Protocol | Published:

Quantitative mapping of fluorescently tagged cellular proteins using FCS-calibrated four-dimensional imaging

Nature Protocols volume 13, pages 14451464 (2018) | Download Citation

Abstract

The ability to tag a protein at its endogenous locus with a fluorescent protein (FP) enables quantitative understanding of protein dynamics at the physiological level. Genome-editing technology has now made this powerful approach routinely applicable to mammalian cells and many other model systems, thereby opening up the possibility to systematically and quantitatively map the cellular proteome in four dimensions. 3D time-lapse confocal microscopy (4D imaging) is an essential tool for investigating spatial and temporal protein dynamics; however, it lacks the required quantitative power to make the kind of absolute and comparable measurements required for systems analysis. In contrast, fluorescence correlation spectroscopy (FCS) provides quantitative proteomic and biophysical parameters such as protein concentration, hydrodynamic radius, and oligomerization but lacks the capability for high-throughput application in 4D spatial and temporal imaging. Here we present an automated experimental and computational workflow that integrates both methods and delivers quantitative 4D imaging data in high throughput. These data are processed to yield a calibration curve relating the fluorescence intensities (FIs) of image voxels to the absolute protein abundance. The calibration curve allows the conversion of the arbitrary FIs to protein amounts for all voxels of 4D imaging stacks. Using our workflow, users can acquire and analyze hundreds of FCS-calibrated image series to map their proteins of interest in four dimensions. Compared with other protocols, the current protocol does not require additional calibration standards and provides an automated acquisition pipeline for FCS and imaging data. The protocol can be completed in 1 d.

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Acknowledgements

We thank the mechanical and electronics workshops of EMBL for custom hardware, the Advanced Light Microscopy Facility of EMBL for microscopy support, and the Flow Cytometry Core Facility of EMBL for cell sorting. We gratefully acknowledge B. Nijmeijer, S. Alexander, and A. Rybina for critical reading of the manuscript. We thank T. Ohrt (Zeiss) for support in the hardware control. This work was supported by grants to J.E. from the European Commission EU-FP7-Systems Microscopy NoE (grant agreement 258068), EU-FP7-MitoSys (grant agreement 241548), and iNEXT (grant agreement 653706), as well as by EMBL (A.Z.P., Y.C., N.W., M.J.H., B.K., M.W., and J.E.). Y.C. and N.W. were supported by the EMBL International PhD Programme (EIPP).

Author information

Author notes

    • Yin Cai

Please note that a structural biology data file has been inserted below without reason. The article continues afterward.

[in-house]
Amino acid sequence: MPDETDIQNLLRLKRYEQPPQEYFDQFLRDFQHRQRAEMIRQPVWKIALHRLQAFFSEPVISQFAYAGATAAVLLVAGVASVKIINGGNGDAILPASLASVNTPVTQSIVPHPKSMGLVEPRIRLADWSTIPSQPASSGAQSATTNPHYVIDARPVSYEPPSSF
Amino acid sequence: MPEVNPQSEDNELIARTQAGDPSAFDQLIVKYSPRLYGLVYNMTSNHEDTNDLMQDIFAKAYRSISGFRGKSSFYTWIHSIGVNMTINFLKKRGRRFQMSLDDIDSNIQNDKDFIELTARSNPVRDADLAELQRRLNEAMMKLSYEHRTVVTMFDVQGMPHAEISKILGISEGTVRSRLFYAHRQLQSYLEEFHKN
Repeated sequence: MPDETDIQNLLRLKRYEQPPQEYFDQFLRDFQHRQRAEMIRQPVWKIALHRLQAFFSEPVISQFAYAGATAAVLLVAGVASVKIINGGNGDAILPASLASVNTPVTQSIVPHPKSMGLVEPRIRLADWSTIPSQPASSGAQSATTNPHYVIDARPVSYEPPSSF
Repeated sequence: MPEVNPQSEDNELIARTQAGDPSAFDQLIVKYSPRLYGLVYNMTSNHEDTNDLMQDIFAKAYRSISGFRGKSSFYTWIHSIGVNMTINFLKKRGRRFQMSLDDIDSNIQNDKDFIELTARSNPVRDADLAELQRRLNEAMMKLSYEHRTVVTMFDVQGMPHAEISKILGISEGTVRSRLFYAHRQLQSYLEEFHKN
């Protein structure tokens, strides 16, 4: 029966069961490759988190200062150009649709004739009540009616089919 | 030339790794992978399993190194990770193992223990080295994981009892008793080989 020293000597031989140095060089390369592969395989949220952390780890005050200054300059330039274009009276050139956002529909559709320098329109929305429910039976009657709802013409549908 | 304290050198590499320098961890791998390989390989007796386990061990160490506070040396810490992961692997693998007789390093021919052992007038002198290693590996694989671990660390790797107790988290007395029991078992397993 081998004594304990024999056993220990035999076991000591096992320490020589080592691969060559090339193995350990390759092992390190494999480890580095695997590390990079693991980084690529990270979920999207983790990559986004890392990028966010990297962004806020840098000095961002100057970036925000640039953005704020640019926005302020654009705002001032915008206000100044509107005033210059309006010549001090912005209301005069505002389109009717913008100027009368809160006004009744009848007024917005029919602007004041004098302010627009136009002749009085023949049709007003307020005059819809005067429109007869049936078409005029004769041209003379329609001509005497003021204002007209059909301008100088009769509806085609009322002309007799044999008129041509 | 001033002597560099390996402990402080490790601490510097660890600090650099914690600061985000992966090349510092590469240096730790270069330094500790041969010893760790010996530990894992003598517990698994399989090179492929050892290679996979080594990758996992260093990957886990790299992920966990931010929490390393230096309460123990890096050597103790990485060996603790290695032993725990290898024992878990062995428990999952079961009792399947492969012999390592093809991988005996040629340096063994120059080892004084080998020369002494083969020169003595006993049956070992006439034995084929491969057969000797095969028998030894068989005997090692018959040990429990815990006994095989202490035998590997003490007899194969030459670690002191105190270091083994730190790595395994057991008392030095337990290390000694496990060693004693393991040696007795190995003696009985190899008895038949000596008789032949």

• , Birgit Koch
    •  & Malte Wachsmuth

    Present addresses: Roche Diagnostics, Waiblingen, Germany (Y.C.); Max Planck Institute for Medical Research, Heidelberg, Germany (B.K.); Luxendo, Heidelberg, Germany (M.W.).

Affiliations

  1. EMBL, Heidelberg, Germany.

    • Antonio Z Politi
    • , Yin Cai
    • , Nike Walther
    • , M Julius Hossain
    • , Birgit Koch
    • , Malte Wachsmuth
    •  & Jan Ellenberg

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Contributions

A.Z.P. performed the experiments and analysis, and designed the software packages. A.Z.P. developed the protocol with the help of Y.C. and M.W. N.W. tested the protocol and helped in writing the software manuals. B.K. created the homozygous cell line and provided the dextran-labeling protocol. M.J.H. provided the code to segment the cells. A.Z.P. wrote the protocol with the help of N.W., B.K., and J.E.

Competing interests

The authors declare no competing financial interests.

Corresponding author

Correspondence to Jan Ellenberg.

Integrated supplementary information

Supplementary information

PDF files

  1. 1.

    Supplementary Text and Figures

    Supplementary figures 1–3, Supplementary Tables 1–2 and Supplementary Notes 1–6

Zip files

  1. 1.

    Supplementary Software 1

    The FCSRunner software to manually acquire FCS and imaging data.

  2. 2.

    Supplementary Software 2

    The MyPiC software to automatically acquire FCS and imaging data using adaptive-feedback microscopy.

  3. 3.

    Supplementary Software 3

    A FiJi software package to automatically acquire FCS and imaging data using adaptive-feedback microscopy; to be used in combination with Supplementary Software 2.

  4. 4.

    Supplementary Software 4

    FiJi and R tools to analyze the FCS and imaging data and compute image calibration coefficients.

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DOI

https://doi.org/10.1038/nprot.2018.040

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